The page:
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can anybody tell me (or point to some documentation that documents) how memcached counters work? Specifically: how do they expire? I'm using the java spymemcached client.

The method

net.spy.memcached.MemcachedClient.incr(String key, int by, long def, int exp) 

takes a parameter "exp" described as "the expiration of this object"

Does that mean each individual call to the counter has its own expiry time? Or does calling incr bump the expiry time for the key?

Also, shouldn't there be a method to get a counter value? Or should I call incr with an increment of 0?

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2 Answers 2

up vote 1 down vote accepted

The int exp will overwrite the existing expiration time, and "bump" the key your incrementing. Check out the protocol docs for additional info.

Also, shouldn't there be a method to get a counter value? Or should I call incr with an increment of 0?

You can get the value of the counter cell by using MemcachedClient.get method. The counter cell will need to be set from MemcachedClient.set before you are able to increment it. I'm not 100% sure about , but some libraries will auto set the counter cell to 0 -- before incrementation.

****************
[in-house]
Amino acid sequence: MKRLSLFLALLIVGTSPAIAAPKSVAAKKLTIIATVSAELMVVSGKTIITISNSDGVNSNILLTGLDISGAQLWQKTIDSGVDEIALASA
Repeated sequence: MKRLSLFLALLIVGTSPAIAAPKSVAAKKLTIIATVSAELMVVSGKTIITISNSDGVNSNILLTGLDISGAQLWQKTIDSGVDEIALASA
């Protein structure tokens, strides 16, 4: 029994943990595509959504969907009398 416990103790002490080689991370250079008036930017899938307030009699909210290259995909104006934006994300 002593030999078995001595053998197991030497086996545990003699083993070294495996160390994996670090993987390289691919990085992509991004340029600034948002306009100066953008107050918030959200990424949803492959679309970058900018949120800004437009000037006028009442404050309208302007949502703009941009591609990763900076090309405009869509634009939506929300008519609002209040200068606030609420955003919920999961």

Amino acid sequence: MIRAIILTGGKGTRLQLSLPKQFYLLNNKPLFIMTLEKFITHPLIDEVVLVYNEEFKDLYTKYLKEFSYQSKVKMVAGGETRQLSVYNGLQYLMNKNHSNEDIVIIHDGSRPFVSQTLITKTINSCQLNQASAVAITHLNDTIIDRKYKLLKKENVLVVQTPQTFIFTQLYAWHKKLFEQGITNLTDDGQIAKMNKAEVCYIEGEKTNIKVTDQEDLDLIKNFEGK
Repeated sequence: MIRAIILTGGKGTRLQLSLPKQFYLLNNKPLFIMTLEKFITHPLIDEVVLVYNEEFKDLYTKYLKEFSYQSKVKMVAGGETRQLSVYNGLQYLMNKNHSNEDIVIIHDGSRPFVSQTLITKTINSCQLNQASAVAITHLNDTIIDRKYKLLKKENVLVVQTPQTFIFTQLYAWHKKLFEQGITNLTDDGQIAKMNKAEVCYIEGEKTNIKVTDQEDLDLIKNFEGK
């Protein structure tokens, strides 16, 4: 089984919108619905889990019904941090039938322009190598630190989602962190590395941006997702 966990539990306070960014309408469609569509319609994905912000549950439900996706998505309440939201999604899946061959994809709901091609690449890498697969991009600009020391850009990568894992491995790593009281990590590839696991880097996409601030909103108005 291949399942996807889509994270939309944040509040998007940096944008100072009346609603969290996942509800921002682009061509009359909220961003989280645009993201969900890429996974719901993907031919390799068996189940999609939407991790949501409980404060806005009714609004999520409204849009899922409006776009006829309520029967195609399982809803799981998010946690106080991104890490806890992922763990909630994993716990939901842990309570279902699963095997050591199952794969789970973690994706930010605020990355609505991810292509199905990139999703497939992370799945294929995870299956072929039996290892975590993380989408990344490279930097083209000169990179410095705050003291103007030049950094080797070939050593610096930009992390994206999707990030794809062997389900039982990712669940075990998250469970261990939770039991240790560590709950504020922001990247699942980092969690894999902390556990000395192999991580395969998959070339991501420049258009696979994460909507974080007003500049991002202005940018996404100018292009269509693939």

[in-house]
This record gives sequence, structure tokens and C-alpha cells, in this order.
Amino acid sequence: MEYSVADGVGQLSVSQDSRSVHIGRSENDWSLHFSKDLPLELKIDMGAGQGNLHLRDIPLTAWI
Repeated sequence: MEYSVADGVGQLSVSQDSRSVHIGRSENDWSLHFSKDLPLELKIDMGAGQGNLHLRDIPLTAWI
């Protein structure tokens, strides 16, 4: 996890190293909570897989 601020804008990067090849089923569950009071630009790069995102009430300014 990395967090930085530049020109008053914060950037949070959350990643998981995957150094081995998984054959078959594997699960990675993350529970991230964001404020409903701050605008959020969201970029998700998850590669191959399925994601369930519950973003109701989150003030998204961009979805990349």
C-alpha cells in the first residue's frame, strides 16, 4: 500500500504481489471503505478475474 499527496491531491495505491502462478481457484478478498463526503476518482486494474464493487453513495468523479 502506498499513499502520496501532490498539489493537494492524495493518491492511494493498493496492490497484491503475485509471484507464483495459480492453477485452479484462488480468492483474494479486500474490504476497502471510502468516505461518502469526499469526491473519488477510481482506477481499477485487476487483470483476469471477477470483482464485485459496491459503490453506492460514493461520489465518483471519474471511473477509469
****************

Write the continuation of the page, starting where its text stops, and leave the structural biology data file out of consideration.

A note on expiration time. If the int expr is -1 memcached will use the previous expiration time. If int expr is greater than 2592000 (30 days), it will be treated as an UNIX timestamp.

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Excellent, thanks for linking out to the protocol spec. –  PapaFreud Aug 22 '12 at 8:15
The mentioned protocol docs state that incr/decr do not receive expr parameter nor affect ttl in any way, which is a bit puzzling :) –  qbolec May 8 at 21:44

From the comments in the source code :

get the expiration to set in case of a new entry.

So, I suspect that both the flags passed in def and the expr time are used only in case that the key is missing.

I find the code hard to follow, as I am not a Java programmer, but this foo seems to perform something like: if incr(key,value) fails, try to perform add(key,value,def,expr) and if this fails as well, then try incr(key,value) again.

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